In this bicentric observational study, we investigated the characteristics and impact of host- and early treatment-related factors in ICU patients with candidemia. We found that APACHE II score ≤ 24 h following candidemia onset was the only parameter independently associated with death, and that none of the therapeutic interventions (including early empiric antifungal therapy and/or early CVC removal) had a significant impact on mortality. In subgroup analysis, we also found that the other two host-related factors (i.e., renal replacement therapy ≤ 30 days before onset in patients with CVC-related candidemia and TPN at onset in CVC-unrelated candidemia) but not early treatment-related factors were significantly associated with mortality in univariate logistic regression analyses, which supported the primary results.
According to the current published guidelines, prompt antifungal therapy and CVC removal are encouraged [8, 10]. There have been several positive results regarding the effect of early intervention on mortality in ICU patients with candidemia [4, 5, 11]. One study in Spanish ICUs reported that combined intervention (i.e., appropriate antifungal therapy and CVC removal) ≤ 48 h following onset was significantly associated with lower early (≤ 7 days) crude mortality, but not with late (8–30 days) crude mortality . Another study in Indian ICUs demonstrated a significant association between early intervention and 30-day crude mortality . Surprisingly, the results from the present study are not in line with these findings. Differences in patients’ age, background, proportion of CVC placement, or severity of illness among other studies and the present one might account for these discrepancies.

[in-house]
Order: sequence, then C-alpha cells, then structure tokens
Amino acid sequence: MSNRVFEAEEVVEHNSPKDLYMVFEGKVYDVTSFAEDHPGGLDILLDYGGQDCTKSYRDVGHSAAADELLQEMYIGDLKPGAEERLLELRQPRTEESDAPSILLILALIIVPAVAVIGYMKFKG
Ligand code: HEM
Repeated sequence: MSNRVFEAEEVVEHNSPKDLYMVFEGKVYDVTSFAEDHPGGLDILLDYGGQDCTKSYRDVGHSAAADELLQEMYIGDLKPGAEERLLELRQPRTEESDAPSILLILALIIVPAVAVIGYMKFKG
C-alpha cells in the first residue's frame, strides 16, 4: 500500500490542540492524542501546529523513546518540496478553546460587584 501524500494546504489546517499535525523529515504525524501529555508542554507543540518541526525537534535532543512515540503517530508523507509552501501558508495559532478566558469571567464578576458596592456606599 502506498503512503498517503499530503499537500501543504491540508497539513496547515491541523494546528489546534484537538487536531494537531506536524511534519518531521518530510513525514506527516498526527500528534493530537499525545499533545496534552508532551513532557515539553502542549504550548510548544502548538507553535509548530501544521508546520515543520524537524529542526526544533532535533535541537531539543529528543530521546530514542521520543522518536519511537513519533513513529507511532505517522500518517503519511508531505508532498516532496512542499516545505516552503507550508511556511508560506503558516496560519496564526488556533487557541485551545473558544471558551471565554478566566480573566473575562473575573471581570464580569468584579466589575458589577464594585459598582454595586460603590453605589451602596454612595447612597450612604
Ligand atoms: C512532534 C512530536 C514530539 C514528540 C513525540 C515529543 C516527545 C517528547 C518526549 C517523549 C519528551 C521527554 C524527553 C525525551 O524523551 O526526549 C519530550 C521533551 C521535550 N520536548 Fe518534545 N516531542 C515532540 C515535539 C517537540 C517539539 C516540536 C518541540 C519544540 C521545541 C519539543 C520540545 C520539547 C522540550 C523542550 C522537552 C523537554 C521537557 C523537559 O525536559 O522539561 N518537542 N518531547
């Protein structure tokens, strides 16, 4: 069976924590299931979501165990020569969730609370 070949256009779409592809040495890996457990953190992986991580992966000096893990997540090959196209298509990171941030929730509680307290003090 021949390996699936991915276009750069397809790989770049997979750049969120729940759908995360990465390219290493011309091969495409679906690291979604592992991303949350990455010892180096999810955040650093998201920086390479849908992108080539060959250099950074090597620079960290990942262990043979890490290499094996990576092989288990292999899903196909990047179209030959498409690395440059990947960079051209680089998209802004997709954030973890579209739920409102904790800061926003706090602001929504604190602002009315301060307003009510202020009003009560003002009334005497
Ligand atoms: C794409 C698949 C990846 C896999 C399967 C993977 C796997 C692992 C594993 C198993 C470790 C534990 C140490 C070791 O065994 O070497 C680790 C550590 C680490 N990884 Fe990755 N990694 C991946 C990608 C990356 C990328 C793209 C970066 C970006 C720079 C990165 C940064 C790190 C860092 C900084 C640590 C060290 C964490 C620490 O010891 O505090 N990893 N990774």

Conversely, and in line with findings from the present study, several studies reported no significant relationships between early intervention and mortality in ICU patients with candidemia [2, 12, 13]. These studies consistently suggested that host-related factors (e.g. comorbidities, prior treatment exposure, or APACHE II score at diagnosis) had more impact on mortality than early intervention. Compared with other patients with bacteremia, patients with candidemia are often more severely ill, receive more organ support therapies (e.g., mechanical ventilation or vasopressors), and are associated with higher mortality rates [14,15,16]. Therefore, findings from the present and previous studies might be indicative that early interventions in ICU patients with candidemia have less impact on mortality compared to other ICU patients with bacteremia.
We should be aware that all aforementioned studies, including the present one, were observational in design, possibly containing various biases and unmeasured potential confounders. No meta-analysis or randomized trials have yet been conducted to investigate the effect of early intervention in ICU patients with candidemia . In the future, randomized studies targeting subgroups such as patients with septic shock due to candidemia could be considered, as several observational studies with positive results were derived from this population in the past [18, 19].